From the introduction to Vol. 1: Pittsburgh’s history is enchanting. It is the land of pierogies, babushkas, neb-noses, gumbands, jagoffs, jimmies and redding up. The first night World Series was played here ... the first polio vaccine was developed here ... the first motion-picture theater was opened here ... and the first Big Mac and banana split were eaten here. Few American cities have retained their immigrant-founded ethnic neighborhoods, and yet proud Pittsburghers can still be thoroughly Polish, German, Jewish or Italian in Polish Hill, Deutschtown, Squirrel Hill or Bloomfield.
Pittsburgh now looks to a future of innovative technology, medicine, financial services and education, and is rightly proud of its blue-collar charm and much-lauded livability. But Pittsburghers are slow to give up their ghosts. Rusted skeletons of steel mills and rail depots line the rivers, corroded reminders of a city’s past forged in steel. Churches built in the 19th century by devout East European immigrants now stand desanctified and decayed.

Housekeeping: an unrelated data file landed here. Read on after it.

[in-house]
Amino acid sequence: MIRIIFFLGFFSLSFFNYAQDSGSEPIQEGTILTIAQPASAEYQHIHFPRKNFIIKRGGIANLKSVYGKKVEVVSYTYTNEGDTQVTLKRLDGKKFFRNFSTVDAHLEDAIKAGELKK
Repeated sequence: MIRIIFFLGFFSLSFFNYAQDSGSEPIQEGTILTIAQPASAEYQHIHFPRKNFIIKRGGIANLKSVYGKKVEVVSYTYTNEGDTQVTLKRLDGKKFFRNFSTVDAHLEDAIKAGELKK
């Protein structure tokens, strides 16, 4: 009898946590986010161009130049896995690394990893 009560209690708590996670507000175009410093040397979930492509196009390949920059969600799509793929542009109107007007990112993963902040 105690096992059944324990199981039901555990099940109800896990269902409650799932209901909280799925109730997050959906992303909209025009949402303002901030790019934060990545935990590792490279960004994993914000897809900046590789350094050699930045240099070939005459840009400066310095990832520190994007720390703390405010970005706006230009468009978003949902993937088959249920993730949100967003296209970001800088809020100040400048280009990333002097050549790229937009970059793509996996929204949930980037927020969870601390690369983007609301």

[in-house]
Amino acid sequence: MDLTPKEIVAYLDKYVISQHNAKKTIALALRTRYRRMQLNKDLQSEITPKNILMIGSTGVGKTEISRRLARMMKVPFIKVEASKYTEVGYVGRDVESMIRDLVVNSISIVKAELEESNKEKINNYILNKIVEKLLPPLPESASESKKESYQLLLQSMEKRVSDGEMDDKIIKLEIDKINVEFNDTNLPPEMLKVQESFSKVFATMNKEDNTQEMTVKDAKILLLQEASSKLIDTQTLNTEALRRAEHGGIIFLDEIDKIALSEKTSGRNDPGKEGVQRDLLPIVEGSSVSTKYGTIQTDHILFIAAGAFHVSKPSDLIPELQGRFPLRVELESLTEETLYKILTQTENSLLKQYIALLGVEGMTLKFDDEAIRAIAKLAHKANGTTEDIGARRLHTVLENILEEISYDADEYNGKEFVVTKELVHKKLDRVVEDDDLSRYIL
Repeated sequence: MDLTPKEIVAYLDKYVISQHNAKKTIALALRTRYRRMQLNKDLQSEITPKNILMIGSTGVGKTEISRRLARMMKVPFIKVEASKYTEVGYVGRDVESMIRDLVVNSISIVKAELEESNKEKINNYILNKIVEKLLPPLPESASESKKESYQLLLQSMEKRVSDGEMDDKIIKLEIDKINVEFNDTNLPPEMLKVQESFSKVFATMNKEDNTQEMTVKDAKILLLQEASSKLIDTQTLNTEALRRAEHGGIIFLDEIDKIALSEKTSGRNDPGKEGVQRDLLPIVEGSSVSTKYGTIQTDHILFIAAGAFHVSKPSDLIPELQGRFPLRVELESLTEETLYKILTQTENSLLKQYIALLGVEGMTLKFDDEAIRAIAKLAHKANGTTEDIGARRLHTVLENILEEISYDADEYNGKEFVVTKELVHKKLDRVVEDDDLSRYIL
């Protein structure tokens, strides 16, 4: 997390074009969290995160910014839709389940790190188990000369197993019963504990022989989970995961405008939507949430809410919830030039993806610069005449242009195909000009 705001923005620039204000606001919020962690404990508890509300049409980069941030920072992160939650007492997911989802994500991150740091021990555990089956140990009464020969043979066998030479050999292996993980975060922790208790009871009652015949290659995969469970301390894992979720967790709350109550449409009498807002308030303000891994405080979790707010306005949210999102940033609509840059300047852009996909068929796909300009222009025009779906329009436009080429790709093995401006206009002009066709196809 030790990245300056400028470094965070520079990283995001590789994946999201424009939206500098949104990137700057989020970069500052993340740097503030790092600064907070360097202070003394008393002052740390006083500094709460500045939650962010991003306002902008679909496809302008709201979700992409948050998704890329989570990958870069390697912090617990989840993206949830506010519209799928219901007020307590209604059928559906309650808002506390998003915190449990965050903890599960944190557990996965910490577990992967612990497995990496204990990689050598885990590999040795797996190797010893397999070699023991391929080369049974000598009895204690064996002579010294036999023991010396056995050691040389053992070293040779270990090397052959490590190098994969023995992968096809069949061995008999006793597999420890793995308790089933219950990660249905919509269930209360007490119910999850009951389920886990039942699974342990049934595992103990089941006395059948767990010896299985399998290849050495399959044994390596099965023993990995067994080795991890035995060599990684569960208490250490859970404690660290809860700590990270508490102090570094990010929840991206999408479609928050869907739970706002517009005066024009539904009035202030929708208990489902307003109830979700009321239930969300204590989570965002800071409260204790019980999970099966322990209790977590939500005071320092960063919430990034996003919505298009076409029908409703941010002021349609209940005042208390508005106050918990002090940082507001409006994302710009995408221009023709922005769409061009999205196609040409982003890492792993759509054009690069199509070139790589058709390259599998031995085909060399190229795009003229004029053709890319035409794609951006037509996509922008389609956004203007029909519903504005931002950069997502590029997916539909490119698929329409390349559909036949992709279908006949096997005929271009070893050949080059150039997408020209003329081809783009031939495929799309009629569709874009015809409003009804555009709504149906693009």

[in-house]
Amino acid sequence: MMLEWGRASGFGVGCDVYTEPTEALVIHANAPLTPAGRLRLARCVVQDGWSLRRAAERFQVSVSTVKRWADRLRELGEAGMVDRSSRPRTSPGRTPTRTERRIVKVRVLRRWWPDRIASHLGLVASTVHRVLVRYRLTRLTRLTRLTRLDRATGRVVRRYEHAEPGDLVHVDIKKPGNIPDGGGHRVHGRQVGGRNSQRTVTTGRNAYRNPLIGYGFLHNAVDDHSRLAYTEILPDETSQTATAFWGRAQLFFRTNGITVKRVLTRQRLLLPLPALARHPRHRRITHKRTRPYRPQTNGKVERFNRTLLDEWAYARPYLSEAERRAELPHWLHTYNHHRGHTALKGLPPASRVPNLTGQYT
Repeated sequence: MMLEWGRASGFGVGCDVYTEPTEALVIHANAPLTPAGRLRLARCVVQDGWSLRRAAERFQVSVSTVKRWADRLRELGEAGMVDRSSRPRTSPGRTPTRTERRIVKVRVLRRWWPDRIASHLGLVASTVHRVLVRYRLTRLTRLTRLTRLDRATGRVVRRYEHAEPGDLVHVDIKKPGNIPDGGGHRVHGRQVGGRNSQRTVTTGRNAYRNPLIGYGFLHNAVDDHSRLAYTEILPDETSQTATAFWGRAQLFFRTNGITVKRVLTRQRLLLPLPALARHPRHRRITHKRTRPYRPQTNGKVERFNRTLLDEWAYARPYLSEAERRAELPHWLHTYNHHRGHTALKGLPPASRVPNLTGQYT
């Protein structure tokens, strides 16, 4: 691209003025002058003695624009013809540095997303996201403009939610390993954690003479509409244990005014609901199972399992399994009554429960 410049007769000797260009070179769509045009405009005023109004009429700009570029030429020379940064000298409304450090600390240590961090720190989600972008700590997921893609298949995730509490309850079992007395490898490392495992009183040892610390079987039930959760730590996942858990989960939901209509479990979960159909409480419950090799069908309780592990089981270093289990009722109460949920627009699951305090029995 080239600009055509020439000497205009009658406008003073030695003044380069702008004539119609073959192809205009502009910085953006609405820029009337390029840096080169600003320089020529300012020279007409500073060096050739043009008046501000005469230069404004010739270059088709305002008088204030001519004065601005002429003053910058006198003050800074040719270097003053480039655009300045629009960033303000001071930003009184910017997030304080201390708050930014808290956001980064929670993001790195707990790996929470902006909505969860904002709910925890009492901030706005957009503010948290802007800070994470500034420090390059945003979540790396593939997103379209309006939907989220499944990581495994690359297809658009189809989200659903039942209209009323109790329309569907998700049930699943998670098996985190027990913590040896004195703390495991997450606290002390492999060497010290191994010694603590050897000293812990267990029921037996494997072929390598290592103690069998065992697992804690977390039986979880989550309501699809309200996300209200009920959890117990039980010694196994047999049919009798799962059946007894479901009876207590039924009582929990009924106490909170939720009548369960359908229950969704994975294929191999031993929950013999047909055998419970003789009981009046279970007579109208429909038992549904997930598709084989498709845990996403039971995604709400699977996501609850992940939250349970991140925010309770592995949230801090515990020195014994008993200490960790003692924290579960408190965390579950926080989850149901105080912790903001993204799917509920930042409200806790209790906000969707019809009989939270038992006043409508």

For me, it’s not enough to just pass by these empty places every day. I want to see inside. I want to know what happened there. I want to see what was left behind. After all, there are so few mysteries in our modern world. Abandoned Pittsburgh is a personal project documenting these forgotten places where a strange, haunting beauty still exists.
The sites photographed for these books sit unguarded and forgotten, protected only by no-trespassing signs and the primal fear of a dark, empty space. Suppressing that fear gets no easier over time. It won’t be long before I stumble onto a security guard, a squatter or a ghost.